Friday, December 27, 2013

Alternate Icon - The Puritan

The blood I spill consecrates the ground for a new age.

The Puritan protects the common people of the world from the devils, demons and monsters that roam the Empire. Unless you're an elf. Or a dwarf. Or a wingling. Then, he'll tell you that the Gods help those who help themselves as you get eaten.

Usual Location

The Puritan built up a fortress now known as First Triumph, where the majority of his army is amassing. Or out crusading.

Common Knowledge

Luxor Urelius was a commander in the Dragon Empire's guard that was also a rising star. His bracing honesty and immunity to the politics and intrigue of Axis garnered him the attention of the puppetmasters. They did what they usually do - send the solider on a fool's crusade like purifying a hellhole and use him as a martyr and symbol as needed.

And then he won.

He believed that his human heritage was what kept him from succumbing to the temptations and terrors he found in the hellhole. The men who survived were all also human. These men formed the first companies of the Puritan and they believe that humanity will save the Dragon Empire. Humans will be the kings and queens of a brand new age, bringing all the races of the Empire to heel, not just the dragons.

Adventurers & the Icon

Adventurers looking for experience in slaying monsters without the vagary of mysterious tavern-based quest dispensers might sign on to one of the Puritan's companies.  If you're willing to fight, if you're willing to die, the Puritan will have you slaying monsters in no time. Despite his rhetoric about the purity of human, other races are accepted into his companies. Of course, those units are often the most poorly equipped and the first in to a hellhole, but that's mere coincidence.


So long as The Puritan bends his knee to the Emperor, the Emperor turns a blind eye to the Puritan's discrimination. The Lich King views him as a potential tool to cast down the Dragon Empire, and often sends anonymous tips on demon whereabouts. The Great Gold Wyrm wishes he would shut up and fight, but notes that more and more of his paladins fight alongside the white tunics of the Puritan.


The Diabolist can't stand the Puritan, especially since the stories she's told about the nights they've spent together don't seem to stick. Both the Elf Queen and Dwarf King dislike him, but have written him off as the Dragon Emperor's problem for now. The Priestess thinks his means do not justify his means, since whereveer his companies go they rattle the harmony of peaceful communities.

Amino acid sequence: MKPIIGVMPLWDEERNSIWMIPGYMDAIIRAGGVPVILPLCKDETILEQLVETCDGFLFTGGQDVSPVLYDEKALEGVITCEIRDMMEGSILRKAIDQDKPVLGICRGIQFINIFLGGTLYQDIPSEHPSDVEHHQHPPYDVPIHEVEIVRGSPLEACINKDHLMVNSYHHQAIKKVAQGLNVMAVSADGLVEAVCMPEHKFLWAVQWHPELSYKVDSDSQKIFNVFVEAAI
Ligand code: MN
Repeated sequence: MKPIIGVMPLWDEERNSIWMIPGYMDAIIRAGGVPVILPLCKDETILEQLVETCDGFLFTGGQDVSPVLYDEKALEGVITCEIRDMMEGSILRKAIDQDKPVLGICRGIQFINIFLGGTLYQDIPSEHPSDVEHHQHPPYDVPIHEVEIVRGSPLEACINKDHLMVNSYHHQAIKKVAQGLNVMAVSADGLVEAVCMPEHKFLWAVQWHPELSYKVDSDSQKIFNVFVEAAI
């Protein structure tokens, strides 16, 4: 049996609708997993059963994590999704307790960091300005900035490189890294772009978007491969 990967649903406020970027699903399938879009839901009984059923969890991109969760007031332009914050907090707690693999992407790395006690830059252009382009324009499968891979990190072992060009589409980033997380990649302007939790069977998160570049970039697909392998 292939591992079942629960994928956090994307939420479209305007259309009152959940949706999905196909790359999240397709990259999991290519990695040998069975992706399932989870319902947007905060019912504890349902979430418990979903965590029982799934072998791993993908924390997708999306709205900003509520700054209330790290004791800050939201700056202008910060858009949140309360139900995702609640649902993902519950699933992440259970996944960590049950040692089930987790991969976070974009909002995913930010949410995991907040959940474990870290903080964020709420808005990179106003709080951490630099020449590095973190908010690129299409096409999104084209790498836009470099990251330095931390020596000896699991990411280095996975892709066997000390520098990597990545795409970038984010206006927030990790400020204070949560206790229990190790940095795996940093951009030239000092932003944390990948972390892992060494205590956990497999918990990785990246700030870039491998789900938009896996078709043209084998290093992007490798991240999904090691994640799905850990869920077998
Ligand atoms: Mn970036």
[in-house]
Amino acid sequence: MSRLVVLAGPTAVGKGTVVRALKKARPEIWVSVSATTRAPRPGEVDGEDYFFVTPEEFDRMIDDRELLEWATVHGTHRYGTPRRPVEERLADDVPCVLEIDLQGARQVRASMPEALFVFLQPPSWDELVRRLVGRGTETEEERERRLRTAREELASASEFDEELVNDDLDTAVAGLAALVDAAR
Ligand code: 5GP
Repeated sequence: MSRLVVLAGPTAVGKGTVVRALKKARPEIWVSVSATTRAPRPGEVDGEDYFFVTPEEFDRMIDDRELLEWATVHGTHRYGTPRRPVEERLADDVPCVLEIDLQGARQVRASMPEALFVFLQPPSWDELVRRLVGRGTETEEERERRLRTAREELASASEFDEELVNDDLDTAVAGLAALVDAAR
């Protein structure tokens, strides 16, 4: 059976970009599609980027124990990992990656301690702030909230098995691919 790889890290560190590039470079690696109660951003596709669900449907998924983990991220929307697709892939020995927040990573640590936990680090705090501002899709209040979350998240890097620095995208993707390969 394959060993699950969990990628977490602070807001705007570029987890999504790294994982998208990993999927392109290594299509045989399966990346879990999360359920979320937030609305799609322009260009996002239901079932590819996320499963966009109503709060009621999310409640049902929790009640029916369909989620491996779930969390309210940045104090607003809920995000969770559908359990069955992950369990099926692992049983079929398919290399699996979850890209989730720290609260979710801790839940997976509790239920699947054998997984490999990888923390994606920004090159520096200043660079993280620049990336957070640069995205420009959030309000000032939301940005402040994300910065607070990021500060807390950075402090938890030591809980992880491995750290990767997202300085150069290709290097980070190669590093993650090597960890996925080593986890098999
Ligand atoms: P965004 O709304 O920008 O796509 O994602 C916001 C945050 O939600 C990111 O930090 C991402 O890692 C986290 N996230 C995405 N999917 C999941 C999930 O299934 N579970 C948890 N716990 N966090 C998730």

Throughout the ages, there have been racist enclaves of mercenaries that have siexes an enclave or terrorized a fiefdom. The Puritan is the first to do it on a global scale. His mix of populism and human supremacy

The True Danger

Cleaning up all the monsters in the world will take time. Maybe even an age or two. But what happens once the Puritan turns his troops on those blood he views as unclean.

Monday, December 2, 2013

Agents of An Icon - Abbadon Company

For the next level of our campaign, the heroes face a piece of the Crusader's army. The army protects the area from the gnoll raiders that moved in to terrorize the locals, but the price for that protection is quickly becoming apparent. After they defeat Abbadon Company, the heroes will discover why the Crusader in this Age is known as The Puritan.

After the victory of First Triumph, the Puritan set about organizing the massive army he raised as a more permanent concern. Each company he organized was named about one of the portals he passed through to secure his new base. The companies are rotated throughout the lands of the Dragon Empire. In most cases, the companies away from the hellhole are tasked with securing resources to send back home. The commanders are given leeway in how they provide their resources. Funding the War of White is more important than the details of how it gets done.

Abbadon was the first of these rings, so the troops are new to the cause. The line between "believer in the destiny of human ascension" and "hiding behind a uniform to beat people up" is very thing. Most of these virtues, as the Crusader's soldiers are called, have seen no action against demons. Their cruelty to the non-human subjects of the barony is on display, though truth be told, their treatment of the humans outside the Puritan's company is not much better,